Sunday, December 30, 2012

"Well, Well! All's Past Amend, Unchangeable. It Must Go."

One hundred years ago this month Thomas Hardy began writing the sequence of poems that he would later publish under the title "Poems of 1912-13."  The poems were prompted by the death of Hardy's wife Emma on November 27, 1912.

The two of them had been emotionally estranged for some time.  Where the fault lies, who can say?  What we do know is that her death provoked in Hardy, in addition to grief,  a sense of regret and self-recrimination that is movingly expressed in "Poems of 1912-13," as well as in dozens of other poems that Hardy wrote until his death in 1928.

The first poem in the sequence is "The Going."  Hardy includes a postscript to the poem dating it "December 1912."  I first read "The Going" when I was too young to know what grief and regret are.  Still, its final stanza (which appears below) left me speechless -- and made me realize that Hardy was a poet who would stay with me throughout my life.

         Albert Reuss (1889-1975), "Green Fence, Driftwood, and Pebbles"

          Well, well!  All's past amend,
          Unchangeable.  It must go.
I seem but a dead man held on end
To sink down soon. . . . O you could not know
          That such swift fleeing
          No soul foreseeing --
Not even I -- would undo me so!

Thomas Hardy, "Poems of 1912-13," Satires of Circumstance, Lyrics and Reveries (1914).

Of course, one response to "The Going" and the other poems about Emma might be:  "Perhaps you would not have suffered such regret and self-recrimination if you had treated her properly while she was still alive!" "Too little, too late," or something like that.  I think not.  I find it presumptuous to act as a Regret Policeman for others.  I do know this:  on the evidence of the poems, Hardy was stricken to the core.  I am willing to take him on his word.

  Albert Reuss, "Two White Manikins" (1968)

             The Walk

   You did not walk with me
   Of late to the hill-top tree
        By the gated ways,
        As in earlier days;
        You were weak and lame,
        So you never came,
And I went alone, and I did not mind,
Not thinking of you as left behind.

   I walked up there to-day
   Just in the former way;
        Surveyed around
        The familiar ground
        By myself again:
        What difference, then?
Only that underlying sense
Of the look of a room on returning thence.

Thomas Hardy, Ibid.

                        Albert Reuss, "Apples and White Sculpture" (1958)


Anonymous said...

Yes, the poems that Hardy wrote in response to the death of his first wife Emma, are among his finest and most affecting. The finality of loss expressed in the last stanza of The Going makes the poem almost too poignant to be read out loud.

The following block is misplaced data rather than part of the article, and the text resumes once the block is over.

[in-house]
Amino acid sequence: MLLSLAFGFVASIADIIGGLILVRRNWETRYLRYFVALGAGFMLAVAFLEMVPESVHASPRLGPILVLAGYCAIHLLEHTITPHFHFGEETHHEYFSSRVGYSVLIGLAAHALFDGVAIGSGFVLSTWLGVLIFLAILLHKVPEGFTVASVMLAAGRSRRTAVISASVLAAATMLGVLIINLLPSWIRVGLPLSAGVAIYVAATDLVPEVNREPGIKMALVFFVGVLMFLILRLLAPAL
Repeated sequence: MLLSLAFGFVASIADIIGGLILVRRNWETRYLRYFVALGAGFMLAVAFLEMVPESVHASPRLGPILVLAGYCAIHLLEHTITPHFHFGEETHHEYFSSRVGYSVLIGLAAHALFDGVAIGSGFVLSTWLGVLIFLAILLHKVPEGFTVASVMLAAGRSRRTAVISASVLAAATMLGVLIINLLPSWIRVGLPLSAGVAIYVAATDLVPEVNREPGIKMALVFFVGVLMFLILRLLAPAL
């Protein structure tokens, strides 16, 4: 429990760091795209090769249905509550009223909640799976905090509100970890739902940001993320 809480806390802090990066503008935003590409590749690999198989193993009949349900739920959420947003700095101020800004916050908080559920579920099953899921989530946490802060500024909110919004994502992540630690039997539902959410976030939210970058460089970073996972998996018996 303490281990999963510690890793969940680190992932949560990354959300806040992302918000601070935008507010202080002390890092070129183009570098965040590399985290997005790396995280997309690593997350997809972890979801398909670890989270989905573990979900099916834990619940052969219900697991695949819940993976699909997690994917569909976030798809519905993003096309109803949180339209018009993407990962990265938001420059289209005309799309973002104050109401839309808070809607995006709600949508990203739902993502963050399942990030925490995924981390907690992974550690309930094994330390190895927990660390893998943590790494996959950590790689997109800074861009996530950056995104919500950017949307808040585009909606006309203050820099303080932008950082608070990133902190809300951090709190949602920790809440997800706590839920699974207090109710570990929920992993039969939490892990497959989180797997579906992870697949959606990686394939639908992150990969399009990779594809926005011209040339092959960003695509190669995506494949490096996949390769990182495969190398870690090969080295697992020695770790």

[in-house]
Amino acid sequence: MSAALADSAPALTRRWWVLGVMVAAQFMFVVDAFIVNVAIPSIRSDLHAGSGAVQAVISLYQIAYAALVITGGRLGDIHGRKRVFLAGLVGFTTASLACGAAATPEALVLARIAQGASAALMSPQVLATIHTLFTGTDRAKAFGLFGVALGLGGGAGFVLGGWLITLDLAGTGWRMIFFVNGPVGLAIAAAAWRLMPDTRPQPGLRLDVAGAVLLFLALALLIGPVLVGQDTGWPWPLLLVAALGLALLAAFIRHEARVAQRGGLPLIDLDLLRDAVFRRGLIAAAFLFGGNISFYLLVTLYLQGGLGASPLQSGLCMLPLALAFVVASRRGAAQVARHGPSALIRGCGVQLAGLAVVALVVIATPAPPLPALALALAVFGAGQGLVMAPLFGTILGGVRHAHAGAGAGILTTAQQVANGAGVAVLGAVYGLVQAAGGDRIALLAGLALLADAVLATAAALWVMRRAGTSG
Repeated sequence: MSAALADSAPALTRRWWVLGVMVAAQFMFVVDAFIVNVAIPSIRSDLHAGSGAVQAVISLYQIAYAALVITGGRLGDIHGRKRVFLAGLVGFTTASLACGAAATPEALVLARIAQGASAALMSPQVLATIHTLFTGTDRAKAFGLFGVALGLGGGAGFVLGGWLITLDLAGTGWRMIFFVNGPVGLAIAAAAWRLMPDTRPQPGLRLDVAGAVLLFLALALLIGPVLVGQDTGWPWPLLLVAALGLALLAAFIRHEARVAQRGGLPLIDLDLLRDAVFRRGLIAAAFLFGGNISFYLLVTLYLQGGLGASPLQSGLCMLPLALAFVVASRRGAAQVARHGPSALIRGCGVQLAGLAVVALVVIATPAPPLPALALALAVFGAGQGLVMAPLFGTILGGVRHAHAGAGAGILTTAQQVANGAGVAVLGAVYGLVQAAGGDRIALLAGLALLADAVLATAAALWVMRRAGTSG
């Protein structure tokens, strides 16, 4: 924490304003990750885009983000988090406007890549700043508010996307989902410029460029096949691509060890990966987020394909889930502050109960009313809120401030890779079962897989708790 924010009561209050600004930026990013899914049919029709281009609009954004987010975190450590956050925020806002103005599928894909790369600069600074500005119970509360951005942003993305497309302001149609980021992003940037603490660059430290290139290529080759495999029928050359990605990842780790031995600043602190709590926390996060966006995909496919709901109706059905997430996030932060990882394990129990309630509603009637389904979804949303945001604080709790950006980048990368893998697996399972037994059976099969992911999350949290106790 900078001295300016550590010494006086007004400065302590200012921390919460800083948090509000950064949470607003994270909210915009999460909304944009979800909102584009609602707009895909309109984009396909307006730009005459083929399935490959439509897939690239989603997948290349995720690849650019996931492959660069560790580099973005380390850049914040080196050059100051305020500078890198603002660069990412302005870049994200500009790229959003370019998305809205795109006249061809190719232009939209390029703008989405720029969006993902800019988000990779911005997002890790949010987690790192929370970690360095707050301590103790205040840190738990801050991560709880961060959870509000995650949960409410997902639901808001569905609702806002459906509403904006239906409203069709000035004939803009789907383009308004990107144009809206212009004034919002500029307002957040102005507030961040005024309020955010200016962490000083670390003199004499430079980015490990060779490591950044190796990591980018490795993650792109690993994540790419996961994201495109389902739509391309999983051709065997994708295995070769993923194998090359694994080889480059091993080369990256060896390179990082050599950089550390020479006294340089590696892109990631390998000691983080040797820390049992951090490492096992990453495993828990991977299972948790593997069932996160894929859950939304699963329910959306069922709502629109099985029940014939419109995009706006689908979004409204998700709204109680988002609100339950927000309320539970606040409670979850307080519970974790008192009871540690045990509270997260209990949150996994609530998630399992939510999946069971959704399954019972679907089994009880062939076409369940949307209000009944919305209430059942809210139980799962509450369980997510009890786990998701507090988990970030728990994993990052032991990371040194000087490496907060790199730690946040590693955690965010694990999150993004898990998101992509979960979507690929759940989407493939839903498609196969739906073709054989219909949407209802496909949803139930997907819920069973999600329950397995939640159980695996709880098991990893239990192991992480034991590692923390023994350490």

alice c said...

I love to visit your blog and enjoy the wonderful combinations of poetry and images. Your posts always spark off memories of other poems or ideas of my own. Sometimes, as today, the poems that you place before us are difficult and challenge us to look inwards but whatever I find I am grateful for because you have enriched my reading and understanding of poetry. With all best wishes for 2013.

Stephen Pentz said...

Alex: that is an excellent way of describing the impact of the last stanza. Your description captures the emotional impact of Hardy's words perfectly.

Thank you very much. I always appreciate hearing from you. Happy New Year.

Stephen Pentz said...

alice c: thank you very much for the kind words. I am very fortunate to attract readers such as you. I am always gratified when the poems and/or the images happen to strike a chord with others.

Thank you for your visits and comments this year, and I hope to hear from you in the next year. Happy New Year.

Squirrel said...

Happy New year, Stephen.

Stephen Pentz said...

Squirrel: thank you very much. A Happy New Year to you as well. I look forward to hearing from you next year.

Mathias Richter said...

Dear Stephen,

Thank you very much for this particular post. I finished reading Hardy’s poems this year though, as a non-native speaker, I cannot claim to have understood more than a small fragment. But I longed to do so since I discovered Gerald Finzi’s Hardy settings. And I was impressed by the fact that Andrew Young used to read the complete Hardy poems once a year!

I was aware of the fact that the death of Hardy’s first wife Emma unleashed his poetic energy. It is moving to read the many different poems in which he tried to come to terms with his feelings.
Now I learned that Emma died the same day as my mother, on November 27. I was ten, too young to handle such a loss. But later I learned to express myself in music. Some of my songs are dedicated to her memory. You cannot undo death, as Hardy showed us. But you can contrast death with memory. And in that Hardy excelled.

A happy New Year to you, Stephen!

Stephen Pentz said...

Mathias: as always, thank you very much for your thoughtful comments.

I envy you having completed Hardy's poems! It is something that I hope to accomplish some day. I too am impressed that Young read the poems every year (I wasn't aware of that) -- that is quite a feat.

Emma's death did reverberate through all of Hardy's subsequent poetry, didn't it? Your anecdote about writing songs in dedication to your mother's memory, and the relationship between death and memory, is lovely.

Happy New Year to you as well! I look forward to hearing from you in the coming year.